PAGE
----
The laws allow related parties to be sued, so taxi drivers who are simply driving the abortion patients to clinics could also be sued for aiding the abortion.
The new Texas "heartbeat" law bans abortions after six weeks of pregnancy. Essentially, what it means is that once a baby's heartbeat can be detected, the pregnancy cannot be terminated. But at six weeks most women don't even suspect that they are pregnant because they may not track their periods carefully, may have irregular cycles, and are not always sure about the exact date of their period. The law has made abortion punishable. It allows any private citizen to sue Texas abortion providers who violate the law, as well as anyone who “aids or abets” a woman getting the procedure, reported the Associated Press.
Sen. Amy Klobuchar says the Senate should abolish the filibuster in order to codify abortion rights after the Supreme Court allowed Texas’ restrictive anti-abortion law to stand: “Now and over the next years, we just will get nowhere if we keep this filibuster in place.” pic.twitter.com/6i7DR5OwWz— CNN (@CNN) September 5, 2021
This puts a lot of people at risk of being sued. In an unexpected move, ride-hailing apps Lyft and Uber have announced that said they will be covering the legal fees of any of their drivers who are sued under Texas's restrictive new abortion law. Since the laws allow related parties to be sued, so taxi drivers who are simply driving the abortion patients to clinics could also be sued for aiding the abortion. Having recognized this potential threat to their drivers, Lyft released a statement addressing the drivers and riders in the Lyft community.
Something I was not expecting to see? This. pic.twitter.com/baaaMMmYCe— she got the yams on autopilot (@fathernightr0ad) September 4, 2021
"We want to be clear: Drivers are never responsible for monitoring where their riders go or why," the statement read. "Imagine being a driver and not knowing if you are breaking the law by giving someone a ride. Similarly, riders never have to justify, or even share, where they are going and why. Imagine being a pregnant woman trying to get to a healthcare appointment and not knowing if your driver will cancel on you for fear of breaking a law. Both are completely unacceptable." Stating that the "law is incompatible with people’s basic rights to privacy, our community guidelines, the spirit of rideshare, and our values as a company."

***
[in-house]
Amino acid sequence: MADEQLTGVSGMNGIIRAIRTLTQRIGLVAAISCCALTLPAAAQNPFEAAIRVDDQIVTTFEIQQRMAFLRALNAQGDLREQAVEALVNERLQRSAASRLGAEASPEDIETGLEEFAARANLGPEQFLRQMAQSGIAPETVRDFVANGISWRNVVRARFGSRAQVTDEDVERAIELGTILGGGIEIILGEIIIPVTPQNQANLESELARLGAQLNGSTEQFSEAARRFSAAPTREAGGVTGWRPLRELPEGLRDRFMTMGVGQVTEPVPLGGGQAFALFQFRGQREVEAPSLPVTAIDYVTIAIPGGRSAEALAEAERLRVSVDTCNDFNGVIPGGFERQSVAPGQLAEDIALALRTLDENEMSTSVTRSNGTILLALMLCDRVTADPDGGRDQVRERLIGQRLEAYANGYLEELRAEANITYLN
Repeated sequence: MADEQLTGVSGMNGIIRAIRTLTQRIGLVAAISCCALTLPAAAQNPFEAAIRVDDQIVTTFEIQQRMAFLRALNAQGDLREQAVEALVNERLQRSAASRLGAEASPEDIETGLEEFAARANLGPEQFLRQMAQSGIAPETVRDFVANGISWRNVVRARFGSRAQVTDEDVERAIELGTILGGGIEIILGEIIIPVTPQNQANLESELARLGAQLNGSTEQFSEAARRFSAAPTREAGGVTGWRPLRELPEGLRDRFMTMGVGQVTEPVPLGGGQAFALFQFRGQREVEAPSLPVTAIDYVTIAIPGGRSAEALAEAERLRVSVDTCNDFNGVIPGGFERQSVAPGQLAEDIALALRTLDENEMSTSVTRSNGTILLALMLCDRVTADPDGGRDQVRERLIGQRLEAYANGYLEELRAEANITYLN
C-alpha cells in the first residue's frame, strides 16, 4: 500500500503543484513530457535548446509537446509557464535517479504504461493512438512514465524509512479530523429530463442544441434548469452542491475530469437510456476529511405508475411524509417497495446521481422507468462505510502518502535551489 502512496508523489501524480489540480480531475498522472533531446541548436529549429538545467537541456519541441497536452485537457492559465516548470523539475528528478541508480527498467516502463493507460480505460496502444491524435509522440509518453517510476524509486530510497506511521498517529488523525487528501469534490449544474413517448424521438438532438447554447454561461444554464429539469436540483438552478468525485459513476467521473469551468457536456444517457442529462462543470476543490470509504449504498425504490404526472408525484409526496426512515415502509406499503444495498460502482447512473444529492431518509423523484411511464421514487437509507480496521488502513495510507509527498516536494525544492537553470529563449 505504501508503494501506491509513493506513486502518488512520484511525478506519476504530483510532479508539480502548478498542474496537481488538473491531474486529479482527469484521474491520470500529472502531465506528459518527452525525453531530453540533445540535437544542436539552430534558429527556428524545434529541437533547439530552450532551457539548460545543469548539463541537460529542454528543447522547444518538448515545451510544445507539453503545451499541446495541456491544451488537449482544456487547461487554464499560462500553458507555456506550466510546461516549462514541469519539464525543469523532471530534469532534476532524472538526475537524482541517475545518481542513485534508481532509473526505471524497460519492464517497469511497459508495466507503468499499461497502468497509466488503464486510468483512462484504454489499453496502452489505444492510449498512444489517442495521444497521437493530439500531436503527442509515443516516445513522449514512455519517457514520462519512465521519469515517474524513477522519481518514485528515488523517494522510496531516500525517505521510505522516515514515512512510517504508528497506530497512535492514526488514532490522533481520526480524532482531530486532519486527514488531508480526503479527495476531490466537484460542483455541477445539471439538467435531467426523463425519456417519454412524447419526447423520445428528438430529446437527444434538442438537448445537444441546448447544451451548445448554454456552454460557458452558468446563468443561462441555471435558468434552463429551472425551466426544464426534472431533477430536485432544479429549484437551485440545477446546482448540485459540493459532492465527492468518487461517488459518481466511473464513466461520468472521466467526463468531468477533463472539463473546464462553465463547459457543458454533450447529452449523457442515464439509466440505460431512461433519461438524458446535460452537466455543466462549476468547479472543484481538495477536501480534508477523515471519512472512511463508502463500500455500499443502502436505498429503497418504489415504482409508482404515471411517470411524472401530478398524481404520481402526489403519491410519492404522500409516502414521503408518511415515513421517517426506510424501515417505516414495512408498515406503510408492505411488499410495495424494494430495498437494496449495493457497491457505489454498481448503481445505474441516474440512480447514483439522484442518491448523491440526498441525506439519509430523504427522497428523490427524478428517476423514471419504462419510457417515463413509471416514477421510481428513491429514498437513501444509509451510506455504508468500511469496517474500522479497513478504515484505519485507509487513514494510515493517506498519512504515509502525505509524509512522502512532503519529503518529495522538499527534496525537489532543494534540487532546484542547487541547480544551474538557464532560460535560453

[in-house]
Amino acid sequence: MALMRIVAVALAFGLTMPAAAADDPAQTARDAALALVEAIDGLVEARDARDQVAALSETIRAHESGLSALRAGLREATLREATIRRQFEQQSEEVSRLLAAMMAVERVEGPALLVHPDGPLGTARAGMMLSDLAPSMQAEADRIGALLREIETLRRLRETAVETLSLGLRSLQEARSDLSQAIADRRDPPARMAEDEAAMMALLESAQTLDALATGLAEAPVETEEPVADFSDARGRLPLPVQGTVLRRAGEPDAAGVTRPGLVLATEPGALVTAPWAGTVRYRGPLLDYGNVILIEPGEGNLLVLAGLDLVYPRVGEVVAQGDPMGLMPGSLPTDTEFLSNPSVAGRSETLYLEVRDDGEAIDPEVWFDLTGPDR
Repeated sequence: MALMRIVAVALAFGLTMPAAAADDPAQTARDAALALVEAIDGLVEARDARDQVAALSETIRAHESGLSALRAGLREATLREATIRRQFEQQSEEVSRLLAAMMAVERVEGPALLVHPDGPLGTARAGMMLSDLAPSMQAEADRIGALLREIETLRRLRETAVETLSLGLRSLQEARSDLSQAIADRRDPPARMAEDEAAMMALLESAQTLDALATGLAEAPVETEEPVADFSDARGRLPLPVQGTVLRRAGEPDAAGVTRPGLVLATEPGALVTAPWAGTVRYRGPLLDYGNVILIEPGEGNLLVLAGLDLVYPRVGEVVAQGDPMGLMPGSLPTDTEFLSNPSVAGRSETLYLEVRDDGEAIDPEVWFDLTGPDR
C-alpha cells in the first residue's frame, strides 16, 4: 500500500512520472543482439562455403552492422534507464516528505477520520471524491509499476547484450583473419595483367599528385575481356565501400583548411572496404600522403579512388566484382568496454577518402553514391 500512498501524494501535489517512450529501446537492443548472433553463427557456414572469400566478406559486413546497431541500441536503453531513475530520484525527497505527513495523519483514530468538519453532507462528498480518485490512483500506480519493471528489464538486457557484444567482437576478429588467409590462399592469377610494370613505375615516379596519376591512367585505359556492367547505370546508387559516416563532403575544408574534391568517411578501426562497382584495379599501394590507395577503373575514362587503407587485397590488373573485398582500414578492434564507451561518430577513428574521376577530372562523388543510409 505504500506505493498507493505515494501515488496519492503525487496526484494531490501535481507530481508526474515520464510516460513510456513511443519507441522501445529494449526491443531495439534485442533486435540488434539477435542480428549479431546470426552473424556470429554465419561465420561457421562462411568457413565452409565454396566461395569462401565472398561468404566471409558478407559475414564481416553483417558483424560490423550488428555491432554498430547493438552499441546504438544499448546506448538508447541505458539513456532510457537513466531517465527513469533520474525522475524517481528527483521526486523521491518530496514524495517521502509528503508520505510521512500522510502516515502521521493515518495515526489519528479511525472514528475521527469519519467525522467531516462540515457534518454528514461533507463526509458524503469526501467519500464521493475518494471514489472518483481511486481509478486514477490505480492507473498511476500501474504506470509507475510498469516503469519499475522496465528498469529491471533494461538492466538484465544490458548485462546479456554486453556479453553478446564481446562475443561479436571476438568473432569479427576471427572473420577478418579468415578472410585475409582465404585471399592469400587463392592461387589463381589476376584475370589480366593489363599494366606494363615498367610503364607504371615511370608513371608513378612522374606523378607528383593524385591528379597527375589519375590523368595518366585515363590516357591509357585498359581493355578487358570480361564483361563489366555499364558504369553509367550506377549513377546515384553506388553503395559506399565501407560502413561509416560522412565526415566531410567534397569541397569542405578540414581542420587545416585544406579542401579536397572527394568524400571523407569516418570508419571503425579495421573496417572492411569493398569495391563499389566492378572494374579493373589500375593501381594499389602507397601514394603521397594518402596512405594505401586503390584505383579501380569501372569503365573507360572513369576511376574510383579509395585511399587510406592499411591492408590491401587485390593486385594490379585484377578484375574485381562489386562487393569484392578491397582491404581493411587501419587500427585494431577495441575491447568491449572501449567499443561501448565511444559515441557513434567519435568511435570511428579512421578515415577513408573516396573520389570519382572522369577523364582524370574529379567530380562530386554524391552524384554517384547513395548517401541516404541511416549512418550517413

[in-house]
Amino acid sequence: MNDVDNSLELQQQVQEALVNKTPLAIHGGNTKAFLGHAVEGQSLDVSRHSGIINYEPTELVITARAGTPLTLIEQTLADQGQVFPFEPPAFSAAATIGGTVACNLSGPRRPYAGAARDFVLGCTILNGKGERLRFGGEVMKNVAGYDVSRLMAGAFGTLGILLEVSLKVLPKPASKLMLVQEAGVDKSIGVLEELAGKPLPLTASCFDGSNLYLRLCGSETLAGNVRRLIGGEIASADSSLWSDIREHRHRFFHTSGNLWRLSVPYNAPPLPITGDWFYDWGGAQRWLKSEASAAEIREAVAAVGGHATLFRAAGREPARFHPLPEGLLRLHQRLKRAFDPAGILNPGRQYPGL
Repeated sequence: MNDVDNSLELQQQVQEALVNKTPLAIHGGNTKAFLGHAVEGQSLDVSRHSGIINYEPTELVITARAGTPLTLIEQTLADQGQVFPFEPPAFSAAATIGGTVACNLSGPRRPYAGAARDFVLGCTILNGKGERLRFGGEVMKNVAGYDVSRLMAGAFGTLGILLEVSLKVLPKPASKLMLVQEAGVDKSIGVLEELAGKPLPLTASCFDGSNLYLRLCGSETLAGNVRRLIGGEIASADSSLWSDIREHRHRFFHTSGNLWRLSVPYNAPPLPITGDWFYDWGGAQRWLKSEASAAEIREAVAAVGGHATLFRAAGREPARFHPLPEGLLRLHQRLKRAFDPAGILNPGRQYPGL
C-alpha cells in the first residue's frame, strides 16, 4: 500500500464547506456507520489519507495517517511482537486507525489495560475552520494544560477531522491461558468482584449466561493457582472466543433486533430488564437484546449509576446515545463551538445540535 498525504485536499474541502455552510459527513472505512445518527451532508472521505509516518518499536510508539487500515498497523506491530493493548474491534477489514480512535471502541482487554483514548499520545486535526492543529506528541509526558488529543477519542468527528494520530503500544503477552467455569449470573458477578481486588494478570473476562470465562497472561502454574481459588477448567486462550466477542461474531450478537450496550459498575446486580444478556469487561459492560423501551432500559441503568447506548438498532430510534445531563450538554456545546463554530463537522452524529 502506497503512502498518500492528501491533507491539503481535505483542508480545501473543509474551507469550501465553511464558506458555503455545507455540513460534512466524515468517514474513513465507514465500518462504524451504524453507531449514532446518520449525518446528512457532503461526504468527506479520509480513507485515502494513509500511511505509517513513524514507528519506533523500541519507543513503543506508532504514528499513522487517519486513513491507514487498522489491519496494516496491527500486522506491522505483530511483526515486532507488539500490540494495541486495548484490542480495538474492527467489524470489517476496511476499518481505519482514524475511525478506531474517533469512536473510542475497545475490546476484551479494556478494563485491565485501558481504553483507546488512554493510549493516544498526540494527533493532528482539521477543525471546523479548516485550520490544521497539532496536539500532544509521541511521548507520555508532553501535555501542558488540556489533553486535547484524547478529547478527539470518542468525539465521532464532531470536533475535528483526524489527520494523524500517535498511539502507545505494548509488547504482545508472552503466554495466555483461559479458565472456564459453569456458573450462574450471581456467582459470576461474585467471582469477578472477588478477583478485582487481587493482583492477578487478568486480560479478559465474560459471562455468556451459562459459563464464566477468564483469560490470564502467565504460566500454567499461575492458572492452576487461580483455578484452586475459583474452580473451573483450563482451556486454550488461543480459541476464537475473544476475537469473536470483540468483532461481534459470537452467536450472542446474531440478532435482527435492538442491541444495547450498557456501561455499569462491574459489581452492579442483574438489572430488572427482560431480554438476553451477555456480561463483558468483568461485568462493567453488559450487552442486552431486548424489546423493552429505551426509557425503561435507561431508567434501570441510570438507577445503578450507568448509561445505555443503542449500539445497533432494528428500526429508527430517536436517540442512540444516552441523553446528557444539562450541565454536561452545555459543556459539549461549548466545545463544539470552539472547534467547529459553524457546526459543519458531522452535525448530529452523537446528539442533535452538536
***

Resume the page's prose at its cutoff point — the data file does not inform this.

This is an attack on women’s access to healthcare and on their right to choose. @Lyft is donating $1 million to Planned Parenthood to ensure that transportation is never a barrier to healthcare access. We encourage other companies to join us.— Logan Green (@logangreen) September 3, 2021
The company has taken two-fold action steps. First is the creation of a Driver Legal Defense Fund to cover 100% of legal fees for drivers sued under the new law. Second, Lyft is donating $1 million to Planned Parenthood to help ensure that transportation is never a barrier to healthcare access. The statement was signed by Lyft CEO Logan Green, President John Zimmer, and General Counsel Kristin Sverchek.
Uber CEO Dara Khosrowshahi said that his company will also follow suit and "cover legal fees in the same way" as Lyft. Taking to Twitter, Khosrowshahi said, "Right on Logan Green - drivers shouldn’t be put at risk for getting people where they want to go. Team Uber is in too and will cover legal fees in the same way. Thanks for the push."
Rideshare companies Lyft and Uber both separately announced they will cover legal fees for any drivers who are sued under Texas’ new abortion law for transporting women to abortion clinics https://t.co/h3QI9AGlUx— Forbes (@Forbes) September 3, 2021
Before this, Texas-based dating companies Bumble and Match first responded to the new law by announcing relief funds. “Starting today, Bumble has created a relief fund supporting the reproductive rights of women and people across the gender spectrum who seek abortions in Texas. Bumble is women-founded and women-led, and from day one we’ve stood up for the most vulnerable. We’ll keep fighting against regressive laws like #SB8,” the company tweeted. Match Group CEO Shar Dubey said that she would personally create a fund to support Texas-based workers and dependents who needed to seek care outside of the state, reported CNBC.
Two of the most popular dating apps in the U.S., Match and Bumble, are kickstarting funds to help Texans access abortion services. https://t.co/3krhjf34F3— Kyle Griffin (@kylegriffin1) September 3, 2021
In a memo to the employees of Match, Dubey stated, “As I have said before, the company generally does not take political stands unless it is relevant to our business. But in this instance, I personally, as a woman in Texas, could not keep silent. Surely everyone should see the danger of this highly punitive and unfair law that doesn’t even make an exception for victims of rape or incest. I would hate for our state to take this big step back in women’s rights.”